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When the Surreal Becomes Real
06/19/2012 10:30 am EST
It's a scary thing when our reality, particularly our financial reality, starts to become somewhat familiar of a Surrealist film, observes Marilyn Cohen of Bond Smart Investor.
Un chien Andalou is French for an Andalusian dog. And the surrealist short 1929 film of the same name, by Spanish director Luis Bunuel and Salvador Dali, is weirder than weird. The film has no plot, no continuity, no chronology—it’s totally disjointed.
Un Chien Andalou uses dream logic. Bunuel one day shared a dream with Salvador Dali. It was a dream about a cloud that sliced the moon in half. “Like a razor blade slicing through an eye,” he said. And yes, the woman in the cover picture in fact had her left eye sliced with a razor in this ghastly movie. The premise was what the human psyche could create and what underlies suppressed human emotions.
So...two paragraphs into my cover article, you wonder where I’m going with this. I too have no continuity, no coherent chronology, and no plot—just random worries and concerns about our global and domestic predicaments.
First, let’s discuss that little southern European country of 10 million causing the Eurozone such spasms. Greece is estimated to have a $308 billion GDP (but that too may be pure fiction).
Direct, indirect, derivatives, and guarantees amount to approximately $1.3 trillion. Hmmm...that amounts to a 421% debt to GDP ratio. All the calming, soothing words from the European Union and IMF are surreal—just like the Dali movie. Expenses in Greece far outpace revenues—by some estimates as much as $2.5 billion each month.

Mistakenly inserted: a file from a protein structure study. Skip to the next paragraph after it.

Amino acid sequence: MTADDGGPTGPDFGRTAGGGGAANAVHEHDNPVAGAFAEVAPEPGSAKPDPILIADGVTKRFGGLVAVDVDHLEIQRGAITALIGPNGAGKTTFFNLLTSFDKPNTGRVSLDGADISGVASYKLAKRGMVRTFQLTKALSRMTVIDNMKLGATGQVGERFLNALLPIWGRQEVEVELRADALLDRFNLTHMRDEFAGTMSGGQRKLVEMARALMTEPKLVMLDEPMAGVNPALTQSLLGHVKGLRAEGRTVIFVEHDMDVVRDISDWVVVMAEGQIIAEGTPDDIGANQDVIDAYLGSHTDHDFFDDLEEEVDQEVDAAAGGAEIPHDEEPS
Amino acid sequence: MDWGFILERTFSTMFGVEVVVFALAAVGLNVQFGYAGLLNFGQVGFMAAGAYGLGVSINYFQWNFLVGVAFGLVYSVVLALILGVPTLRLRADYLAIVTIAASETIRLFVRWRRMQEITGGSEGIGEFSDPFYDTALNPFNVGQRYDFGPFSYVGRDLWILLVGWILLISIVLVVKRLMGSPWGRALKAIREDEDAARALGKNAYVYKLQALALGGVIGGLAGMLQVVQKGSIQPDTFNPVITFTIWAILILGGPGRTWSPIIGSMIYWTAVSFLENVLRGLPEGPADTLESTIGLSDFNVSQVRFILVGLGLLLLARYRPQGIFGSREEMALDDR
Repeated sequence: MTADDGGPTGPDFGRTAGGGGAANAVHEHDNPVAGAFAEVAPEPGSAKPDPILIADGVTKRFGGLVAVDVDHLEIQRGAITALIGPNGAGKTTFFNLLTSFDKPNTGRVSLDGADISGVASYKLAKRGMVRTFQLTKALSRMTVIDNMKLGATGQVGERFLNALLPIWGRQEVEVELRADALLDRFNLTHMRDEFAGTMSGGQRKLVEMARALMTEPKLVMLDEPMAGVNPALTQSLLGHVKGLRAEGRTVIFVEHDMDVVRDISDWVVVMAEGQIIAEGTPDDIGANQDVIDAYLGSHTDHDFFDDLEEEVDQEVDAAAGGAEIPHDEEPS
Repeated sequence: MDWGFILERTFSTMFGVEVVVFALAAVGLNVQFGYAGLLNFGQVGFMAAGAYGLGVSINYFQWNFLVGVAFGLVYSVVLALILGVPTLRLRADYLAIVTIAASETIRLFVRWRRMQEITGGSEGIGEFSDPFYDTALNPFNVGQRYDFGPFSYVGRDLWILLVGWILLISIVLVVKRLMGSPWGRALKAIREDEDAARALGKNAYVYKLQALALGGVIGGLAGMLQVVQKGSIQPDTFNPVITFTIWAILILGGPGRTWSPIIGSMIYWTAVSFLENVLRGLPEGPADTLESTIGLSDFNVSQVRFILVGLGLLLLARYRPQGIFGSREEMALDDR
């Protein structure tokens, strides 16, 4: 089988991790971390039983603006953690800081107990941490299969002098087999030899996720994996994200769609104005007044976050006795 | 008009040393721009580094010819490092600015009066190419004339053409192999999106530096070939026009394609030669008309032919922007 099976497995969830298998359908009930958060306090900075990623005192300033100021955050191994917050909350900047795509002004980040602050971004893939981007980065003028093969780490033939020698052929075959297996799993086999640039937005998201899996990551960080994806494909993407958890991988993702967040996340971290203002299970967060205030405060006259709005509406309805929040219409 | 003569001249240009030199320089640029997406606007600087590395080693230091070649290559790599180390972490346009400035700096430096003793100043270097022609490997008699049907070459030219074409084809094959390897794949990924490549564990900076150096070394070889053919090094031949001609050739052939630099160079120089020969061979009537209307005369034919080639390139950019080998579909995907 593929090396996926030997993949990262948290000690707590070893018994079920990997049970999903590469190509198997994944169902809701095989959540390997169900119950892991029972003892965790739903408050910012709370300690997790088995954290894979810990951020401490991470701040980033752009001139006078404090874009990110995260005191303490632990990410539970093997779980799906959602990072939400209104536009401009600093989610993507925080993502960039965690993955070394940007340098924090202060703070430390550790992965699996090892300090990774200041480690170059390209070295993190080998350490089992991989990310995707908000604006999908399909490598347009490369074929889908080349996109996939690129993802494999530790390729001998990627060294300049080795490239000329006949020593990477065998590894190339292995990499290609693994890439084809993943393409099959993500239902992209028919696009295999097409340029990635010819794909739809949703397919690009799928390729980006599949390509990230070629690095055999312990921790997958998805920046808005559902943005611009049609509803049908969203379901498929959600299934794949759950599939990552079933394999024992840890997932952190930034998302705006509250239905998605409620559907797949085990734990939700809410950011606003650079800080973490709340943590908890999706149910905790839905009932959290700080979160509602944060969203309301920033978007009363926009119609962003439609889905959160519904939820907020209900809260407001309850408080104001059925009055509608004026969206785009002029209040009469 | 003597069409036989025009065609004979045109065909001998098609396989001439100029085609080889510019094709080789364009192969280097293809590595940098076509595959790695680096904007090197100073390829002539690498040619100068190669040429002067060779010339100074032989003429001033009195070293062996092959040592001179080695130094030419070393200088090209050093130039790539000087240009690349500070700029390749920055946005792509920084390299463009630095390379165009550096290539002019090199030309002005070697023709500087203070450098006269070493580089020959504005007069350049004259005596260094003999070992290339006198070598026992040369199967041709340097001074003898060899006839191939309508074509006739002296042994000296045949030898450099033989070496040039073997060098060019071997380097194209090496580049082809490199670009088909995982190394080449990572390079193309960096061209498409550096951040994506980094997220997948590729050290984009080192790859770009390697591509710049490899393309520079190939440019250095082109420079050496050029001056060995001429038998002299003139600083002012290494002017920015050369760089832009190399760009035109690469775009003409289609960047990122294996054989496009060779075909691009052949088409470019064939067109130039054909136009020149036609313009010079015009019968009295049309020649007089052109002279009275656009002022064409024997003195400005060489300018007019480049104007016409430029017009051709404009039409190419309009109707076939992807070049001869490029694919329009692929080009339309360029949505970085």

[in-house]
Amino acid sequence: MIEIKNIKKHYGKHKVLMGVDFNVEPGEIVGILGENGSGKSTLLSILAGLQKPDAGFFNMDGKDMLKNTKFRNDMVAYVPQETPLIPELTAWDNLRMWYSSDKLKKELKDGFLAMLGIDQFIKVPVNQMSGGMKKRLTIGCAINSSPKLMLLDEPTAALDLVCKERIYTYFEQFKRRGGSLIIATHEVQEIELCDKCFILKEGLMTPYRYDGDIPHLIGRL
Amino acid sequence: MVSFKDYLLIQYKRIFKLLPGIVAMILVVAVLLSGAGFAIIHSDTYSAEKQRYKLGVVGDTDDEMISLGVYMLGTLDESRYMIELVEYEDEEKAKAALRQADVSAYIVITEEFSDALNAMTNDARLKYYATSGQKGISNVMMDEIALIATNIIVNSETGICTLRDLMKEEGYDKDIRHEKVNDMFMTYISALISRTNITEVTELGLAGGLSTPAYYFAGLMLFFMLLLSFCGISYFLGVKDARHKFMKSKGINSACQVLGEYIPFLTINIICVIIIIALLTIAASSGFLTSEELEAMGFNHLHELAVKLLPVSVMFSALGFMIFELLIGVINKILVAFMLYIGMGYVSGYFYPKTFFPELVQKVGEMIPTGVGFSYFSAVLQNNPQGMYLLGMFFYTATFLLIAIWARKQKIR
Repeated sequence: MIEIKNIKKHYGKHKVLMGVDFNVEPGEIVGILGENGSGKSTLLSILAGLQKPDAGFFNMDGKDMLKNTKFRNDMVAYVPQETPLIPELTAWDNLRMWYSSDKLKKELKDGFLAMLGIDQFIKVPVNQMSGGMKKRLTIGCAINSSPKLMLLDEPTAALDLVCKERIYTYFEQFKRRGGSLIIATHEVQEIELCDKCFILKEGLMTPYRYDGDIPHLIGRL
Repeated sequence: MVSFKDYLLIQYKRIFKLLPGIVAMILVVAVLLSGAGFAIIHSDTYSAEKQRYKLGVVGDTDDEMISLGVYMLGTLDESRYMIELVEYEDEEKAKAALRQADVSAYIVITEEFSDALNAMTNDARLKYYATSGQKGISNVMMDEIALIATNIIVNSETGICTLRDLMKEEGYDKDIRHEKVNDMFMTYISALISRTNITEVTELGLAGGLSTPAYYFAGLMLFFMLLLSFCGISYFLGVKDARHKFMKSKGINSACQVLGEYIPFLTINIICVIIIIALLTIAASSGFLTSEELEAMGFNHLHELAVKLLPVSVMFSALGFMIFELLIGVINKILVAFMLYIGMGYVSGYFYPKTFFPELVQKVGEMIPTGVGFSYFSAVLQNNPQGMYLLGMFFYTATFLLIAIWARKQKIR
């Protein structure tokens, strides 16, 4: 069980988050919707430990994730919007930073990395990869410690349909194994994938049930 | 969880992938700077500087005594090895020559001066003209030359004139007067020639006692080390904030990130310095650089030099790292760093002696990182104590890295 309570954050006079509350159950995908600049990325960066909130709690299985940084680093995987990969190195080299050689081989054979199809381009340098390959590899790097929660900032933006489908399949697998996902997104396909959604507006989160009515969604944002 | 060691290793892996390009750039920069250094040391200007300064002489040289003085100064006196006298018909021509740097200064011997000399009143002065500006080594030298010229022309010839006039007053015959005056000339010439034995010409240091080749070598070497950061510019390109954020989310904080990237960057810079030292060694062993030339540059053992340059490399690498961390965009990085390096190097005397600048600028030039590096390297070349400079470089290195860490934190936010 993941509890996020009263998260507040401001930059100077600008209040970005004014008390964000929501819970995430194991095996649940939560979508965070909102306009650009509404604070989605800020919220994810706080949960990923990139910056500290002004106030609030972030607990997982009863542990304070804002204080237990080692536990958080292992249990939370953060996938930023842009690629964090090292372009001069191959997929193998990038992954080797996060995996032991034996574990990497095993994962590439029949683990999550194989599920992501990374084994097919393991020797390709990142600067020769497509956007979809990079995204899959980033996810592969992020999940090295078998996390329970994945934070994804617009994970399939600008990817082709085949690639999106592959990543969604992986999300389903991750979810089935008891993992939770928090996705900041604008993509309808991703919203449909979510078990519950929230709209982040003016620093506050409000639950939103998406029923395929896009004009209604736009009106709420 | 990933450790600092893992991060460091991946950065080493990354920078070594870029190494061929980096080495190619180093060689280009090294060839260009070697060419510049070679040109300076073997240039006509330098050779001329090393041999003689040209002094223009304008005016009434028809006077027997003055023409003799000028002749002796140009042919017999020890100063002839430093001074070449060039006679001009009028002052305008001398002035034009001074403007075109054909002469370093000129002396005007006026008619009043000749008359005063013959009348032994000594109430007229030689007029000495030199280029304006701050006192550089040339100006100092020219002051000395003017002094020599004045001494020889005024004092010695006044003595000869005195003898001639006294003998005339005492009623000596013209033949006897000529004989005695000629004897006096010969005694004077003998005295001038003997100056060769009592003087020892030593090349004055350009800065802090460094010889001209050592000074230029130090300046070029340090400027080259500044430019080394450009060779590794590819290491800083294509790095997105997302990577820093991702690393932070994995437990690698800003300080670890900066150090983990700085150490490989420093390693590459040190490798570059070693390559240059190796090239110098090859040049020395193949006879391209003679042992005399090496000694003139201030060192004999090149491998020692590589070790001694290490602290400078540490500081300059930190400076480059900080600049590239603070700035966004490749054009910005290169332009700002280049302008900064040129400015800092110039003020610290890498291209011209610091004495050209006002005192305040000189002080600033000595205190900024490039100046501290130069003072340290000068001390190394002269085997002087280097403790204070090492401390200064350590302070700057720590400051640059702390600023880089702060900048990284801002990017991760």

Both of the actors of this 1929 movie committed suicide. One was by self-immolation; the other took the easy way out and overdosed. Reminds you of the Greeks, doesn’t it?
Another disjointed non-sub-plot of this cover article is the fiscal cliff everyone is verbally frantic about falling over. This combination of spending cuts and tax increases are like Un Chien Andalou’s Freudian free association.
The American Economic Review documents “the strong unfavorable effect of increasing tax rates on economic growth.” They report that an increase in taxes of 1% of gross domestic product lowers GDP by almost 3%. Falling off the fiscal cliff is on everyone’s lips except those that can do something about it.
Last month, I spoke at The MoneyShow Las Vegas. The overriding, daunting question I was asked: “What will austerity in the United States look like?” Difficult to answer, but my attempt was, “It won’t be as bad as Greece, but it surely will be ugly.” Remember the riots and mobs in the Wisconsin state capital?
The unions could not grasp that their collective bargaining power was deteriorating. Labor mobs, teachers yelling, and everyone chanting in their inner voices...I want, I need, gimme.
Without budget cuts and revenue increases, I fear there will be riots in the streets. Produced, directed, and starring public employees whose “come to Jesus moment” happened in the recent Wisconsin recall and will continue when the states, cities, and counties realize they cannot fulfill their absurdly indulgent retirement and health care promises because the money has finally run out.
Austerity will mean our public safety net will not be sufficient to serve the truly needy, the sick, the elderly, the infirm, and our deserving veterans. As in the weird movie, suppressed emotions will be unleashed if there is true austerity in the US. Let’s assume Congress won’t allow such a Dali-esque, disjointed, plotless economic movie to play on a screen near you.
Let’s also assume that we as a country are not at a tipping point where America becomes a socialistic, anti-risk, European-style welfare state. Let’s assume the unsustainable fiscal spending path doesn’t cause the markets to lose faith in the US. Like the two actors in the movie, we in real life will have committed our own economic suicide.
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